When it comes to longer duration endurance activities, you may be able to boost your performance through the use of caffeine, nitrate and BCAAs.

When it comes to shorter duration, intense efforts that result in muscle burning, beta-alanine, sodium bicarbonate, caffeine and citrulline may be helpful.

To perform at your best during strength and speed training, such as training with weights, you can try creatine, caffeine and citrulline.

Of course, for some types of training and certain sports, a combination of the above can be useful. In these cases, it makes sense to experiment with ingredients from different categories to find out what works best for you.

You can either choose to create your own pre-workout supplement using some of the ingredients in this article or buy a ready-made combination product.

Whichever you choose, knowing which ingredients are best for which types of training will give you a good starting point to perform at your best.

References:

  1. https://jissn.biomedcentral.com/articles/10.1186/s12970-017-0173-z
  2. https://www.ncbi.nlm.nih.gov/pubmed/25946994
  3. https://www.ncbi.nlm.nih.gov/pubmed/27328852
  4. https://www.ncbi.nlm.nih.gov/pubmed/14636102
  5. https://www.ncbi.nlm.nih.gov/pubmed/22297802
  6. https://www.ncbi.nlm.nih.gov/pmc/articles/PMC2048496/
  7. http://onlinelibrary.wiley.com/doi/10.1111/j.1750-3841.2010.01561.x/full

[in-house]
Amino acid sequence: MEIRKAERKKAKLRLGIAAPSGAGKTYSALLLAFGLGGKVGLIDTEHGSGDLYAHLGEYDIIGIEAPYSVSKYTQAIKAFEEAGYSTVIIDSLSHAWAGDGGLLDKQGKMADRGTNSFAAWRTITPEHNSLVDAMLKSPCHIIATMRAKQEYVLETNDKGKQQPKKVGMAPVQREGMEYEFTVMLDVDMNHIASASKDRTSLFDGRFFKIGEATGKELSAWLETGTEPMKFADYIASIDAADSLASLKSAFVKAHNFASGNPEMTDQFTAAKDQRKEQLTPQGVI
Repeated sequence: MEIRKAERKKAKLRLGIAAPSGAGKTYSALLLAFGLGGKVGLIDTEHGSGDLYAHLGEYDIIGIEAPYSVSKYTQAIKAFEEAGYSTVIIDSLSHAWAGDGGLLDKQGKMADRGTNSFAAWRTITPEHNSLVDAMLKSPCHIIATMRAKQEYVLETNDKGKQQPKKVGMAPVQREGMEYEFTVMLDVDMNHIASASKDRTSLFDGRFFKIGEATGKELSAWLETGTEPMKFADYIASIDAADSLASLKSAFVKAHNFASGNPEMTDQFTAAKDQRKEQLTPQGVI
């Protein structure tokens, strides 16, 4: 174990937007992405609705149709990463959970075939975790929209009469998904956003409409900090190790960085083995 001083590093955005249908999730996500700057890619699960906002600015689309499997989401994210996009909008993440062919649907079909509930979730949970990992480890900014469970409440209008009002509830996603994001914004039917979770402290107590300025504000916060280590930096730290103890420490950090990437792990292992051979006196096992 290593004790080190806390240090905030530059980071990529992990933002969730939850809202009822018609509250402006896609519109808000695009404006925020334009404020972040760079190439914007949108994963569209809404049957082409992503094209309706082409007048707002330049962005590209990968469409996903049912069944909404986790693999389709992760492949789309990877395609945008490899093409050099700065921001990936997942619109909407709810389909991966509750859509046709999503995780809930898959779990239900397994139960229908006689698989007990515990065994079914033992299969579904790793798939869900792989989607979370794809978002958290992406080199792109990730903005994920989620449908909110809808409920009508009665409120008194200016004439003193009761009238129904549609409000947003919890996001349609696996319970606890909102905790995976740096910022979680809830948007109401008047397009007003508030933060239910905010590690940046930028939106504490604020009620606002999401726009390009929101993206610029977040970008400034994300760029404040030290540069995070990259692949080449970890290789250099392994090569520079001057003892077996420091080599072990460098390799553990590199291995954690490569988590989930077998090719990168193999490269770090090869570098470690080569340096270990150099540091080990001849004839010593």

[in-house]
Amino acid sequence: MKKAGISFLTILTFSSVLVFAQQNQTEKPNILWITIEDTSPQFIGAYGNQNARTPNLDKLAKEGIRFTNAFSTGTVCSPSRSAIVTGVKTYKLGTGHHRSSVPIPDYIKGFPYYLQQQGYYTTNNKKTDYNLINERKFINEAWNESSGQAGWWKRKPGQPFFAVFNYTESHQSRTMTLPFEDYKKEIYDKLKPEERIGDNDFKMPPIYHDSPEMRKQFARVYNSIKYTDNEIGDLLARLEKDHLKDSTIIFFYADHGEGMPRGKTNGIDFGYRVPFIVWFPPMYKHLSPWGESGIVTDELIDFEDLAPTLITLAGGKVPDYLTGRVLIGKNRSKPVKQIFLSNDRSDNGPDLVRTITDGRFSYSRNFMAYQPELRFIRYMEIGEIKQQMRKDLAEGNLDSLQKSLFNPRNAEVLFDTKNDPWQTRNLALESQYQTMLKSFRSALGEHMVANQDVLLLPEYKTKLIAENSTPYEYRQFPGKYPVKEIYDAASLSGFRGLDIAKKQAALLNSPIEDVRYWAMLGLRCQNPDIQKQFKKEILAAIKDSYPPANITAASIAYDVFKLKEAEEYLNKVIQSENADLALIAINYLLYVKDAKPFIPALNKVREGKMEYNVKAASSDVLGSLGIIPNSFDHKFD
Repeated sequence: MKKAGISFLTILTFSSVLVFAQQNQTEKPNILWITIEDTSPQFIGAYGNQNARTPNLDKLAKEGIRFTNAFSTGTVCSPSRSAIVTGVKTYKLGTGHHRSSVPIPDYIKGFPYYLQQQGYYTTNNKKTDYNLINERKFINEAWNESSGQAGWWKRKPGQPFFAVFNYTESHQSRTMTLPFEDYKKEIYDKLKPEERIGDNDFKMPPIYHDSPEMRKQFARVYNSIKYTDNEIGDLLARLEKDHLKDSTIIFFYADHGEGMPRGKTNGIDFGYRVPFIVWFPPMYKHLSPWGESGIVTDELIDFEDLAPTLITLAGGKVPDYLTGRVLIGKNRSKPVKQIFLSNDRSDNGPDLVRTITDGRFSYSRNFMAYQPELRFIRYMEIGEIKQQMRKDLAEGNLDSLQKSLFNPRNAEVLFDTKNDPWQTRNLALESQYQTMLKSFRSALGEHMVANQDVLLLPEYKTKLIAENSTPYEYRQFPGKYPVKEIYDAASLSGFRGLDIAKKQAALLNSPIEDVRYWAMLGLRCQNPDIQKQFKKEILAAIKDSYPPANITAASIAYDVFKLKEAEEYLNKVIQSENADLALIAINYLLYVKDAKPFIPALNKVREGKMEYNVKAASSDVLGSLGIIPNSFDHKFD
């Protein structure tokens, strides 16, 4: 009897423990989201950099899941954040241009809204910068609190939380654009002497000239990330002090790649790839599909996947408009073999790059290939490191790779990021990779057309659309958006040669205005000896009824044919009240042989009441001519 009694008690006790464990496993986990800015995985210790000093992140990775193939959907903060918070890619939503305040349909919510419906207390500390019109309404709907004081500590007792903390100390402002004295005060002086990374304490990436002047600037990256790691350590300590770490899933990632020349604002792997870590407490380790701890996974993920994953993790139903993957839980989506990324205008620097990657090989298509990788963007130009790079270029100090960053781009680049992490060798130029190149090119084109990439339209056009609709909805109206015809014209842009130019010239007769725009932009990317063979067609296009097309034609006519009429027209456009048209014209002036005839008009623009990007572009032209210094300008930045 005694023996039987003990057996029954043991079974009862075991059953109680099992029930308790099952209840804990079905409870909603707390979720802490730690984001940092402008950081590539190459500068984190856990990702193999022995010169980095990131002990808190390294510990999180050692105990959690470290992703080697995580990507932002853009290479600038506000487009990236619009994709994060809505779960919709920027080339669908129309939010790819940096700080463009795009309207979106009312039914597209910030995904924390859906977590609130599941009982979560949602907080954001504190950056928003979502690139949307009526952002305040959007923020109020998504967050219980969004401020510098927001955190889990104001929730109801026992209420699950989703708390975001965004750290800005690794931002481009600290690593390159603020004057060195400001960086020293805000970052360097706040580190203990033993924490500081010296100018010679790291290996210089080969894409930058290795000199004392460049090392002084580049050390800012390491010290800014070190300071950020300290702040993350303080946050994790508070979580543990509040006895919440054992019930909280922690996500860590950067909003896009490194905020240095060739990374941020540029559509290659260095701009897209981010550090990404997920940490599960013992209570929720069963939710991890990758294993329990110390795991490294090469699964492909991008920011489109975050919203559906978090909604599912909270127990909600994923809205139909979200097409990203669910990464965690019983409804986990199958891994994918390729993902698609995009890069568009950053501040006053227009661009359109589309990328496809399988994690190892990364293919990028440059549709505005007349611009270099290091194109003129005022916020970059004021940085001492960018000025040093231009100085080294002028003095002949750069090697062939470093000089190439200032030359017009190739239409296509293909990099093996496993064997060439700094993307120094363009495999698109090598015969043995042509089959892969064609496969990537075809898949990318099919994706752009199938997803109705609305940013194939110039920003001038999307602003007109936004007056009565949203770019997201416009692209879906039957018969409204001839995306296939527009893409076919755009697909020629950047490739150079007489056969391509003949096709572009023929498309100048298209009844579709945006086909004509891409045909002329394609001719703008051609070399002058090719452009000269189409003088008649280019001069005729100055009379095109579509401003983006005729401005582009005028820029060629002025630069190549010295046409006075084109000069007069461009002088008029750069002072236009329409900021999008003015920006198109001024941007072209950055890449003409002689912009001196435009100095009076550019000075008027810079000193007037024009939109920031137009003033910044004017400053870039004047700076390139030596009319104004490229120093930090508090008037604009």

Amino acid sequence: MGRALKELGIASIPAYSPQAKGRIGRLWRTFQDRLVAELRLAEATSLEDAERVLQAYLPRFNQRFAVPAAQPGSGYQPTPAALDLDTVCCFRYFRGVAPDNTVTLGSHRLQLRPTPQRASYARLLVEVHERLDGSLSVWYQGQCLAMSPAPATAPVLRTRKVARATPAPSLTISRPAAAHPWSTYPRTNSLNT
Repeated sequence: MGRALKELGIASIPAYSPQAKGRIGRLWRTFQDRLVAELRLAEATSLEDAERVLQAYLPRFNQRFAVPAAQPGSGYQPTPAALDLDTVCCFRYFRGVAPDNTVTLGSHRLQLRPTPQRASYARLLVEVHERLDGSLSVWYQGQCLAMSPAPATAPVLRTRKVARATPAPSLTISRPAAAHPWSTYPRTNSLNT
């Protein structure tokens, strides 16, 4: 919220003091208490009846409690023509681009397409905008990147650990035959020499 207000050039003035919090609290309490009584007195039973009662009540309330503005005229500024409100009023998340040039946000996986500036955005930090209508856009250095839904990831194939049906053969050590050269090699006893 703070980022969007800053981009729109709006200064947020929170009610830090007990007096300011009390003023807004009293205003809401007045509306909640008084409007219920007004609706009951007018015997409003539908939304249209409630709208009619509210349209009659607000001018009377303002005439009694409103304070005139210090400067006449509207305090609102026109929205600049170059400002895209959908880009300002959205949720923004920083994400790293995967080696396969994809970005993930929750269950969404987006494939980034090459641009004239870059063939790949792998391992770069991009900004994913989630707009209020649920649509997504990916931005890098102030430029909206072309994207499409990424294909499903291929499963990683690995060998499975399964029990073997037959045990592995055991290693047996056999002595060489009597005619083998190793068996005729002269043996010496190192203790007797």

8. http://www.ncbi.nlm.nih.gov/pubmed/22569090
  9. http://www.ncbi.nlm.nih.gov/pubmed/22388491
  10. https://jissn.biomedcentral.com/articles/10.1186/1550-2783-7-5
  11. https://examine.com/supplements/caffeine/
  12. https://www.ncbi.nlm.nih.gov/pubmed/15755819
  13. https://jissn.biomedcentral.com/articles/10.1186/s12970-015-0090-y
  14. https://www.ncbi.nlm.nih.gov/pubmed/22270875
  15. https://www.ncbi.nlm.nih.gov/pubmed/22145130
  16. https://www.ncbi.nlm.nih.gov/pubmed/26023227
  17. https://www.ncbi.nlm.nih.gov/pubmed/2038613
  18. https://www.ncbi.nlm.nih.gov/pubmed/17953788
  19. http://www.ncbi.nlm.nih.gov/pubmed/22693238
  20. http://www.ncbi.nlm.nih.gov/pubmed/8558626
  21. http://www.ncbi.nlm.nih.gov/pubmed/12900682
  22. http://www.ncbi.nlm.nih.gov/pubmed/10367725
  23. https://www.ncbi.nlm.nih.gov/pmc/articles/PMC4672007/
  24. https://jissn.biomedcentral.com/articles/10.1186/s12970-017-0184-9
  25. https://www.ncbi.nlm.nih.gov/pubmed/24620007
  26. http://www.ncbi.nlm.nih.gov/pubmed/1748109
  27. http://www.ncbi.nlm.nih.gov/pubmed/9124069
  28. http://www.ncbi.nlm.nih.gov/pubmed/18704484
  29. https://www.ncbi.nlm.nih.gov/pubmed/20087302
  30. https://www.ncbi.nlm.nih.gov/pubmed/19997002
  31. https://www.ncbi.nlm.nih.gov/pubmed/18723086
  32. https://www.ncbi.nlm.nih.gov/pubmed/18167491
  33. http://www.ncbi.nlm.nih.gov/pubmed/21071588
  34. http://www.ncbi.nlm.nih.gov/pubmed/23174856
  35. http://www.ncbi.nlm.nih.gov/pubmed/22709704
  36. https://examine.com/supplements/nitrate/
  37. https://www.ncbi.nlm.nih.gov/pmc/articles/PMC4008816/

Source: https://www.healthline.com/nutrition/best-pre-workout-supplements#section2